Respectworthy

January 21st, 2014 | | Comments Off on Respectworthy

Seattle Seahawks cornerback Richard Sherman ruffled a few feathers with the post game press conference screamed round the world.

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Is there anything wrong with Sherman’s passion?

Not really. Players that make big plays on big stages in big moments should be allowed to celebrate those moments appropriately with their teammates and fans.

Still, it would be wise for the NFL and every sporting league to consider adding a buffering time after competition for players and coaches to reflect before responding to questions. Fans and media alike can still drink in the raw emotions, after the adrenaline is drained.

Is Sherman ‘classless’, ‘a thug’, or ‘a human piece of garbage’?

Not exactly. Hardly. And obviously not, although I do enjoy the quite ironic description.

Apparently, the high road is closed in more places than just Seattle.

Did Sherman miss an opportunity?

Sure.

It is clear after watching, reading, and observing Sherman on the football field that respect is a hot button issue for him. Respect for his game, his character, his education, his accomplishments. Disrespect him and be prepared for the business end of his bravado.

For the record, I do respect all of the above. He is a first team Pro Bowl talent who passionately volunteers and generously gives to charities in his community, holds a Bachelor’s Degree in Communication from Stanford University, and is what I consider a genuine success story.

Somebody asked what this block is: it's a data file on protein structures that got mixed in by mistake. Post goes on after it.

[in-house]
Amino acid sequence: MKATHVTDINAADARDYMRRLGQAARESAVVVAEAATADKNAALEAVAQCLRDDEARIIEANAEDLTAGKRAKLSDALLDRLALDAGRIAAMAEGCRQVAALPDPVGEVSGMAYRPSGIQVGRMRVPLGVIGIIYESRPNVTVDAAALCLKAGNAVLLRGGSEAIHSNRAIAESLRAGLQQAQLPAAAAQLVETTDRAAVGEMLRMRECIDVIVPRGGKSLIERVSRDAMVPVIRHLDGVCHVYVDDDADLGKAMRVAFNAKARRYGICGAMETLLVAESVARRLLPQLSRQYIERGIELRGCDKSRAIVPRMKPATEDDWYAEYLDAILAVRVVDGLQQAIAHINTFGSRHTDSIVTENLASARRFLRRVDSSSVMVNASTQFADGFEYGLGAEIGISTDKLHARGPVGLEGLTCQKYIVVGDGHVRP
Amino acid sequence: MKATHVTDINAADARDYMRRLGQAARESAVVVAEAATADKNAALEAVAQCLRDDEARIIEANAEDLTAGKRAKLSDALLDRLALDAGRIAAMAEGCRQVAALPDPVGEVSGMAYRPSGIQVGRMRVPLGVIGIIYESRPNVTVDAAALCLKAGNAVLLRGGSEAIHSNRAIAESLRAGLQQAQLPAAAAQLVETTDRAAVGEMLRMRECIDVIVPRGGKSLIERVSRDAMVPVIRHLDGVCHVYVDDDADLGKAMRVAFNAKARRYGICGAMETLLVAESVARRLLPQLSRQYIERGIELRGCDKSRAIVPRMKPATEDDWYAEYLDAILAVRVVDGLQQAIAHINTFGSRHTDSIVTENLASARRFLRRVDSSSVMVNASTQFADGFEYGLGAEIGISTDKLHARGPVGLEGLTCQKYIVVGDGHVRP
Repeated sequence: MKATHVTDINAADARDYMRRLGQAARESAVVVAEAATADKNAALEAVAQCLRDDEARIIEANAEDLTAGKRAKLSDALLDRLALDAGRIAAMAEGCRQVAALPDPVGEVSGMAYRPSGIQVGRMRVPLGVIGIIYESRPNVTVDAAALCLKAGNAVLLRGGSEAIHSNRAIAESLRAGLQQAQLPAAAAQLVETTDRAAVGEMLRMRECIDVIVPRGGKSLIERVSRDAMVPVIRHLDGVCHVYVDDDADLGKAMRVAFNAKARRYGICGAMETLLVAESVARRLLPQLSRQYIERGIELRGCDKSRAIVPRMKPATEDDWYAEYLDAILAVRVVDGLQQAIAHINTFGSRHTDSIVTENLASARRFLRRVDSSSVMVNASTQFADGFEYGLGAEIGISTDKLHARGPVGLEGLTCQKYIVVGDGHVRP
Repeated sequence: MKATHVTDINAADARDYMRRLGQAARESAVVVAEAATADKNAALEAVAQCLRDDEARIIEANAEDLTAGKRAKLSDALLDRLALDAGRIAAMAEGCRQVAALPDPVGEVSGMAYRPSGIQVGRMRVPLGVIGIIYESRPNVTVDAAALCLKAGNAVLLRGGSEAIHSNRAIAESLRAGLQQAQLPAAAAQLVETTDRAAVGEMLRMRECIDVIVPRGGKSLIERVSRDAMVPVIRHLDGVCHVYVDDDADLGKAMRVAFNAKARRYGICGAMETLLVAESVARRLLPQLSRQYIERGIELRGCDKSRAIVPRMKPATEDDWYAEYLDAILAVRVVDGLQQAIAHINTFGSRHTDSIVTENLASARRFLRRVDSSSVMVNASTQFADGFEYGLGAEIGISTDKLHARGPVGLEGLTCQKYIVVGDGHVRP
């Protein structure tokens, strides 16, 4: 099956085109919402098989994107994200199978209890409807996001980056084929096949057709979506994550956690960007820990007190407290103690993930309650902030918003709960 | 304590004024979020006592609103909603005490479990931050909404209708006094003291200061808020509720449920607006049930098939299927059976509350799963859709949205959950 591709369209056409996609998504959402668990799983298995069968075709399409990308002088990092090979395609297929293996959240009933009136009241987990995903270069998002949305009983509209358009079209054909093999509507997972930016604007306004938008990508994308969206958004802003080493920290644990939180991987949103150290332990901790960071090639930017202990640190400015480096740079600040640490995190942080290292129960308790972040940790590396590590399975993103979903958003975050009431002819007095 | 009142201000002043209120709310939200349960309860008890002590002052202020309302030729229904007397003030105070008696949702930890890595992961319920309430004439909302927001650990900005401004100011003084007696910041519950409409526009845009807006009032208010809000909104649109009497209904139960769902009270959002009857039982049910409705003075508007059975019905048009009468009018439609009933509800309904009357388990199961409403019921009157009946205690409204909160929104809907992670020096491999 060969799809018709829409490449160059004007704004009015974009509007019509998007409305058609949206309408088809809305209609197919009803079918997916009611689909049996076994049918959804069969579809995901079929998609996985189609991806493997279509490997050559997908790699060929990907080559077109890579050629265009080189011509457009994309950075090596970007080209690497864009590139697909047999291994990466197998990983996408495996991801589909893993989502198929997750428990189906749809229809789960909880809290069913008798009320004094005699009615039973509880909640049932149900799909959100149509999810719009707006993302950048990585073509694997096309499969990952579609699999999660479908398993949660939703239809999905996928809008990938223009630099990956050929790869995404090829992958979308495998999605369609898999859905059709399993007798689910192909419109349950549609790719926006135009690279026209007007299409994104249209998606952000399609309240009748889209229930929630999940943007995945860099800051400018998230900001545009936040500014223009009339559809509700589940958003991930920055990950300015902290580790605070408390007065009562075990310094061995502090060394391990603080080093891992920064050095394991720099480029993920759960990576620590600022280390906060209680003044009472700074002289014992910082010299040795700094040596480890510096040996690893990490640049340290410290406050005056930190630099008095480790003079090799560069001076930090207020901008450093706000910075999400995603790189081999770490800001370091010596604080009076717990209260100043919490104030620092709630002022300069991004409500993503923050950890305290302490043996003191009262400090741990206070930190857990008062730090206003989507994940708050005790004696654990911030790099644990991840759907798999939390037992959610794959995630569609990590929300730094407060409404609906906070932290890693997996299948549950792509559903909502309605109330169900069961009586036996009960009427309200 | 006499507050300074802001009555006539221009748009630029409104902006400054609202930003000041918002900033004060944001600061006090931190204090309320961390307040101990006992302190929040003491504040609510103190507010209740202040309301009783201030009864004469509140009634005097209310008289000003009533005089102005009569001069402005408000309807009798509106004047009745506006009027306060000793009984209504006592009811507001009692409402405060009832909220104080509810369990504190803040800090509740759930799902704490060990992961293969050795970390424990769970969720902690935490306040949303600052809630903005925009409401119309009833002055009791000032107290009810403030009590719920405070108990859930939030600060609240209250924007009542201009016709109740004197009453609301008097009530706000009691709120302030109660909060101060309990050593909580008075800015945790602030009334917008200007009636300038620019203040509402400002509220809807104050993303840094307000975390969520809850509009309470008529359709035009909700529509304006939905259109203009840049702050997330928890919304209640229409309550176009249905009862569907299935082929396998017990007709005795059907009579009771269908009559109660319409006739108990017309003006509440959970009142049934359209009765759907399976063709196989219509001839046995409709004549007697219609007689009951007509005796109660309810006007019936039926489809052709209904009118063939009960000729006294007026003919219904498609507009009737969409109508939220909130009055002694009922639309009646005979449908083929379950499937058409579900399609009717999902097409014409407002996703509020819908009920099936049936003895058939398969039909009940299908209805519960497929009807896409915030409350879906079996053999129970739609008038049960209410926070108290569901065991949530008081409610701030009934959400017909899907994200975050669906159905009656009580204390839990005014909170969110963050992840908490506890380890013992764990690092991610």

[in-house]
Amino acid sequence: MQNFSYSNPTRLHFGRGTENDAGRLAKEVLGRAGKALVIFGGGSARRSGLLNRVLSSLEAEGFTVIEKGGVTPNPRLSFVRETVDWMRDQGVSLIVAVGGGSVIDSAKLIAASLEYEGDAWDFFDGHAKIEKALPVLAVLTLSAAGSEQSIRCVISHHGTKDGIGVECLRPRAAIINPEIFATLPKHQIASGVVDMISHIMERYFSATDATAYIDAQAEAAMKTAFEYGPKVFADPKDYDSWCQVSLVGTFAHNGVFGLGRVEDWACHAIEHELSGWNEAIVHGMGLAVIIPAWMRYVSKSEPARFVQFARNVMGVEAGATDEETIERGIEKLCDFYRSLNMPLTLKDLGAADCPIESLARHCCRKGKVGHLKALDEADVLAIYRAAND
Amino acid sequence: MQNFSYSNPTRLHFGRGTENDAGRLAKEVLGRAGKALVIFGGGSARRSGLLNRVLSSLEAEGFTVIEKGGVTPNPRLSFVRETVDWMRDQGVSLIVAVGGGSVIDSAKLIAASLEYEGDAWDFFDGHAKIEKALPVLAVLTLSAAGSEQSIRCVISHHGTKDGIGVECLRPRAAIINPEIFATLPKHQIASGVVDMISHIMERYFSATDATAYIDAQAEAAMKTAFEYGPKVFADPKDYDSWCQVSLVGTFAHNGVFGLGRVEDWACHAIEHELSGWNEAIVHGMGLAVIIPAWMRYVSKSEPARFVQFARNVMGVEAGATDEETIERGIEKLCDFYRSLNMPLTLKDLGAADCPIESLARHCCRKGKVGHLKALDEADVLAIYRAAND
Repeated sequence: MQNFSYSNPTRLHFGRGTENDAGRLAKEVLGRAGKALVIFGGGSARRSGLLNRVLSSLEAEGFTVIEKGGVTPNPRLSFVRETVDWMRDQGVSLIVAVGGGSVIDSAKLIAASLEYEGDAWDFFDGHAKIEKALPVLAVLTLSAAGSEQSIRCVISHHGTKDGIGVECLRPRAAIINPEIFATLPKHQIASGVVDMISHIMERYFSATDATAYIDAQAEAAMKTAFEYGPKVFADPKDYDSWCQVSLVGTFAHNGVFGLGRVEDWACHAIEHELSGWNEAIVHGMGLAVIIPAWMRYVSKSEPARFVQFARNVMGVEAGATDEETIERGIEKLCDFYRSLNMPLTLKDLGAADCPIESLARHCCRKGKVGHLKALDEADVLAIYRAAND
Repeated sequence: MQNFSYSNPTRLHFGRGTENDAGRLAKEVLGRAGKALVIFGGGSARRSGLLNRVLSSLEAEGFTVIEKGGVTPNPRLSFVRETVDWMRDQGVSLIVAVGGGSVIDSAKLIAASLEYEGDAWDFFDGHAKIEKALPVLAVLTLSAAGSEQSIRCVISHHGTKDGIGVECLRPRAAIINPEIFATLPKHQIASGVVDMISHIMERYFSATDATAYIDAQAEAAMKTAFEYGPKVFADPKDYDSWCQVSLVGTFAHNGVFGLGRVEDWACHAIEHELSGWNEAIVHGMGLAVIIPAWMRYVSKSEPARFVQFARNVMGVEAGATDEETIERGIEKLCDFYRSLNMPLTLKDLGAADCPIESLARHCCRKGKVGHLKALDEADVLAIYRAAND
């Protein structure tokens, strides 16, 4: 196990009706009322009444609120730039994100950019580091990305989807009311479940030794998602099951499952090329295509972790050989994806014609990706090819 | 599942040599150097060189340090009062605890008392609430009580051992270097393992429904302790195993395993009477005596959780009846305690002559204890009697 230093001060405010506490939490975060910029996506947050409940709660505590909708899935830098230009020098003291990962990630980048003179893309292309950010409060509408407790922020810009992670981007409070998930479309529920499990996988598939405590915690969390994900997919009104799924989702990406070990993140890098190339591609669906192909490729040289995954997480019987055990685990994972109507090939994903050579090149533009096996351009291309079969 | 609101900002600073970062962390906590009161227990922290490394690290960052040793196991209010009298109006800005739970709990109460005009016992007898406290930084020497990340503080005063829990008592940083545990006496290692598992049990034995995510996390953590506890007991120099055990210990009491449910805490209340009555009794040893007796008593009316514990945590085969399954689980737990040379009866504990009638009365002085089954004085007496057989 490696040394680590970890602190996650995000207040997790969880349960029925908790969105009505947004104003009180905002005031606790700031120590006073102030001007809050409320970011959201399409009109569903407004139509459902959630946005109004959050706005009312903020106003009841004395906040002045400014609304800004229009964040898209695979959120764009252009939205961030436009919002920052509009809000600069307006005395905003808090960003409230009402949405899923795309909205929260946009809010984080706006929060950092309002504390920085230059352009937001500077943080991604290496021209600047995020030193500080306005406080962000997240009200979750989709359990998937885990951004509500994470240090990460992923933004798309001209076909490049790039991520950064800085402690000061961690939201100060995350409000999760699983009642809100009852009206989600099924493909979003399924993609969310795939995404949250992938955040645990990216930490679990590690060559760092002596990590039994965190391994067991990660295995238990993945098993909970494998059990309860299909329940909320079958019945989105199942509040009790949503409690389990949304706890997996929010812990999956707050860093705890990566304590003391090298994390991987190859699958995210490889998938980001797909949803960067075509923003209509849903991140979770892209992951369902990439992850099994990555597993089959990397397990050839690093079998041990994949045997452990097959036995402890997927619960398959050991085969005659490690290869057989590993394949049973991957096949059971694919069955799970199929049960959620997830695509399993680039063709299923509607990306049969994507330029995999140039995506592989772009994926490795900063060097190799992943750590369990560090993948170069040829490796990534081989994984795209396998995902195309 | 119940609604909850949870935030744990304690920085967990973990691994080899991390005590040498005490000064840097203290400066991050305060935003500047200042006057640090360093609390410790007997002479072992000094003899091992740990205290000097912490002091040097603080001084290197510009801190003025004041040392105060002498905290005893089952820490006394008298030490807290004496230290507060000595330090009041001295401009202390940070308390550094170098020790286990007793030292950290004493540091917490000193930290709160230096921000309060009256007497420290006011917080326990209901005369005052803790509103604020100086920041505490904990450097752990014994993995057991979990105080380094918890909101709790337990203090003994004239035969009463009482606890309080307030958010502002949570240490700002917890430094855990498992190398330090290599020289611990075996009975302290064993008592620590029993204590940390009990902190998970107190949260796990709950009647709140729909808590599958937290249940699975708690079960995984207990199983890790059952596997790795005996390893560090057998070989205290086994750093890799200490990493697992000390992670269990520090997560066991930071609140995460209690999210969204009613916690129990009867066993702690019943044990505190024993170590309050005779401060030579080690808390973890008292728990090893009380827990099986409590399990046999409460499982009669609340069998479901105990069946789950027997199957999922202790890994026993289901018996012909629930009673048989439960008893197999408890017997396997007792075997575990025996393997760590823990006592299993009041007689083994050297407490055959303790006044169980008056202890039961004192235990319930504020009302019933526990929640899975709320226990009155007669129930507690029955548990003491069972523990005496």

Still, Richard missed an opportunity to demonstrate transcendent character on Sunday. Showing others the respect they have refused you is both noble and inspiring. Any observer would recognize that posture of humility and grace as a position held by someone of power, worthy of emulation and respect.

The fundamental misunderstanding of respect is its origins. The giver creates respect, as the result of observing someone worthy of the gift.

Unlike a Kaepernick pass fluttering back to earth, respect is not something to be snatched out of air in a show of superior strength, intelligence, or chest thumping.

Respect can only be given.

So, the real question is…

Is Sherman worthy? And are you?

Encouraging coaches and players to give and earn respect is what The Lead Block is all about. To find out more about how you can become a part, click HERE.

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